EC approves Pfizer's Vyndaqel to treat Transthyretin Familial Amyloid Polyneuropathy

Pfizer announced today that the European Commission has approved Vyndaqel® (tafamidis) for the treatment of Transthyretin Familial Amyloid Polyneuropathy (TTR-FAP) in adult patients with stage 1 symptomatic polyneuropathy. TTR-FAP is a rare, progressive and fatal neurodegenerative disease that affects approximately 8,000 patients worldwide.

"A diagnosis of TTR-FAP, usually made in patients during their mid-life years, impacts both the physical and emotional well-being of patients and caregivers and significantly limits daily activities," said Dr. Teresa Coelho, Hospital Santo Antonio in Porto, Portugal, who participated in the clinical trials of Vyndaqel. "Until now, there were no approved medications to treat this degenerative and fatal disease. Vyndaqel offers new hope to patients who are diagnosed with TTR-FAP."

Mutations of the transthyretin (TTR) gene can result in the production of unstable TTR proteins which can accumulate as amyloid fibrils. Amyloid fibrils can deposit in a variety of organs including the nerves, heart and kidneys, interfering with normal function. Vyndaqel is a novel specific transthyretin stabilizer designed to prevent the formation of these misfolded proteins and the subsequent amyloid deposits that induce neurodegeneration and decline of neurologic function. In the pivotal trial (Fx-005), transthyretin stabilization (as demonstrated by an in vitro assay) was observed in 98 percent of patients on Vyndaqel, and in no patients on placebo, at 18 months.

"Today marks a real breakthrough for patients in the EU living with TTR-FAP," said Yvonne Greenstreet, senior vice president and head of Medicines Development Group for Pfizer's Specialty Care Business Unit. "This community urgently needs an effective therapy, and we are proud to be able to provide the first and only approved medication for patients with this rare and debilitating genetic disease. Pfizer is focused on meeting the needs of patients suffering from rare diseases and this approval is an important step forward in our commitment to providing treatment options for patients."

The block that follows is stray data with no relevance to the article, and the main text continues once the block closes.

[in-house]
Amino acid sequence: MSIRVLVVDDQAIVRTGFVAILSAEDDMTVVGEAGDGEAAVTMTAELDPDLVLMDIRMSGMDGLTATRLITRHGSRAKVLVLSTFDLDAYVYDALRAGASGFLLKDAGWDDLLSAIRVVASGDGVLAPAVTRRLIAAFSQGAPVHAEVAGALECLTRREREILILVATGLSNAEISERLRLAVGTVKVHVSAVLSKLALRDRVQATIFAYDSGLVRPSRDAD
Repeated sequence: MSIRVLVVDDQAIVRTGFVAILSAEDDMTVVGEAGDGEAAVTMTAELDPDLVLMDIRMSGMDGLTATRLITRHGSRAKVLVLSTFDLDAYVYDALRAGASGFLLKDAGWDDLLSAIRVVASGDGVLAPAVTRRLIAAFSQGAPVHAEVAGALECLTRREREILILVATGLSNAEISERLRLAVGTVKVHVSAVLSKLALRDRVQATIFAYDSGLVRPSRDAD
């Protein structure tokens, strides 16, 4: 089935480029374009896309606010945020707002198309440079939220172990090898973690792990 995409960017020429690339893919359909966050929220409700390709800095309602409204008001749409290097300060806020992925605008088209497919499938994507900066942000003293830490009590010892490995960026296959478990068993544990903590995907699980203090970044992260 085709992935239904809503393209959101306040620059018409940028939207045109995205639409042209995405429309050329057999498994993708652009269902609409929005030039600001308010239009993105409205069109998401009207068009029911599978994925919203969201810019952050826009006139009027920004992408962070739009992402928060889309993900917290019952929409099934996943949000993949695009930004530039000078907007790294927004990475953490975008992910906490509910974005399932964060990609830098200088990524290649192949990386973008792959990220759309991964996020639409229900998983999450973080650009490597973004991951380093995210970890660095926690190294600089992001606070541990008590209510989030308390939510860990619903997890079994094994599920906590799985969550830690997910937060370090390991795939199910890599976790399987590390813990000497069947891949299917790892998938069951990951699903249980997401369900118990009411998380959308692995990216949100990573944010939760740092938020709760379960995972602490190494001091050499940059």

The approval is based on results from a pivotal clinical trial (Fx-005) and an open-label, 12-month extension study (Fx-006), which evaluated the long-term safety and efficacy of Vyndaqel in patients with TTR-FAP. Across these clinical studies, Vyndaqel showed efficacy in delaying peripheral neurologic impairment. Additional data from these studies showed 51 to 81 percent less deterioration in neurologic function, large fiber function (measure of motor strength) and small fiber function (measure of sensation) compared with patients treated with placebo. Vyndaqel resulted in improved nutritional status (modified body mass index or mBMI); decline in mBMI was shown to correlate with disease progression in the pivotal 18-month study.

The adverse drug reactions reported in the pivotal study of Vyndaqel were diarrhea, upper abdominal pain, urinary tract infection and vaginal infection.

Pfizer is working closely with the relevant national health authorities across the EU to launch the new treatment and anticipates that health care professionals will be able to prescribe the treatment in European markets by early 2012.

Source: Pfizer


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